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Q: What's new this year?
We designated "PRIDE" time during the school day this year — the acronym is poised, respect, integrity, determination and excellence. The whole purpose behind it is taking 45 minutes out of a student's school day to develop skills and competencies that yield positive results, to close any gaps and to get ready for what is after high school.
Q: How does PRIDE time work?
A: Students get their online account for how they schedule themselves and it goes live at 8 a.m. every Monday. For the most part, they can schedule PRIDE time on their own. But if there's a gap or deficiency — if they're not passing a class or turning their homework in — then the teacher assigns their PRIDE time, and it's not optional.
Q: Why was that important to launch this year?
A: It's a big undertaking. We think we have a responsibility to offer time during the day where students can work with teachers, make up quizzes or tests. Such a high percentage of our students are involved in extra-curricular activities or work after school, so they're stretched themselves. For us, it's an equity issue. If everything is offered before or after school, some students get knocked out of those opportunities. By offering time during the day, everybody gets the same chance for enrichment.
Q: What are your goals this year?
Along with successfully implementing PRIDE time, I want to continue a culture that these are not just my kids in my class — these are all of our kids. There's also the parent-engagement piece. We're looking at how can we tap into parents as resources — they can come in and talk about their career or their experiences and help out. Also, I know this is a big school, but my goal is always for every student to have a small-school experience.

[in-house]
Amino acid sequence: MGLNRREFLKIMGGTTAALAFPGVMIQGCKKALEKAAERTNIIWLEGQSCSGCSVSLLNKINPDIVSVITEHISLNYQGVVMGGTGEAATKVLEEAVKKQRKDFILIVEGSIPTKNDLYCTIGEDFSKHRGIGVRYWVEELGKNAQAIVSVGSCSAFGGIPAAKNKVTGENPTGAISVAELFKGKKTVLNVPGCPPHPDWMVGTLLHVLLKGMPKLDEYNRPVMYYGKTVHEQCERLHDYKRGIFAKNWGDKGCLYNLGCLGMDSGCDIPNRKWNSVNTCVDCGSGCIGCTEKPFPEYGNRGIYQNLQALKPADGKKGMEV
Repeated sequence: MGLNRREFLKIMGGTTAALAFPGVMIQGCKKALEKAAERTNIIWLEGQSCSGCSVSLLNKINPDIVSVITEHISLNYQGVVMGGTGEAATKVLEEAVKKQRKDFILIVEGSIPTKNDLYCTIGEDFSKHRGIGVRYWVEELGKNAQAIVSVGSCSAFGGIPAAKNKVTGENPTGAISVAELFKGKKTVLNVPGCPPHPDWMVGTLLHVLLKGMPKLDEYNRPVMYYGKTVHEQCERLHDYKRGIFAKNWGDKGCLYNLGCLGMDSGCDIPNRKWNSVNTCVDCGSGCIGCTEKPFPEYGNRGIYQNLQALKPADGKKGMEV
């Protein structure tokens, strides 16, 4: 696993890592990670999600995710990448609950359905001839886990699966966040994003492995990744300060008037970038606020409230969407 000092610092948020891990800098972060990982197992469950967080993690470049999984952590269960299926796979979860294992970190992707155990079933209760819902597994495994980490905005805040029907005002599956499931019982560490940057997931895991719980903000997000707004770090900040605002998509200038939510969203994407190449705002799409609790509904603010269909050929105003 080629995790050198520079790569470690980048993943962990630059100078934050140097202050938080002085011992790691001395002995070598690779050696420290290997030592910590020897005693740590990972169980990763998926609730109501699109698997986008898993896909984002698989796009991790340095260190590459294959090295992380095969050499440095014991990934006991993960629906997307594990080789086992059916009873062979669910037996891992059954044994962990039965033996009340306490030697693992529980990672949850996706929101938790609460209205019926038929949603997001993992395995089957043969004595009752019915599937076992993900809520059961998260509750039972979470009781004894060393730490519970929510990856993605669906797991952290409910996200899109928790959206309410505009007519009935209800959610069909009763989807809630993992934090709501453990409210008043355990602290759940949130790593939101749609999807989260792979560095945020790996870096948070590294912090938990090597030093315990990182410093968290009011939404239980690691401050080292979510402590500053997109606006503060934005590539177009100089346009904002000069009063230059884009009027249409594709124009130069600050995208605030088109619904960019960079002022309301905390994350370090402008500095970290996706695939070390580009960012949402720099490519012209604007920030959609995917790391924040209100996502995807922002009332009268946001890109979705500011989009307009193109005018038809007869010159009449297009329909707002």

Q: You have two kids at Bettendorf High School. How do you view this school as a parent?
A: The expectation here is we don't treat, talk or behave in a way toward somebody else's child that we wouldn't be OK with our own child experiencing. The important thing is I want people to have the experience I want for my own children. My kids who are in college have told me how prepared they are for college, for writing papers and giving speeches after attending Bettendorf High School. It's a culture that I'm proud of as a parent.
Q: As the search begins for a new principal, will you throw your name in the running?
A: I agreed to serve as interim for the year, and I'm only one week in. I haven't thought too far beyond that. It's not like I'm sitting here saying, "I've always wanted to be the high school principal." I've been a high school principal before, so it's not a matter of wanting to have that experience. I think we'll see what the process ends up being, and I'll have more time under my belt to say this is something I want to pursue or not. I'm committed to being in this school. Whatever the district decides would best serve our students, then certainly I would consider that.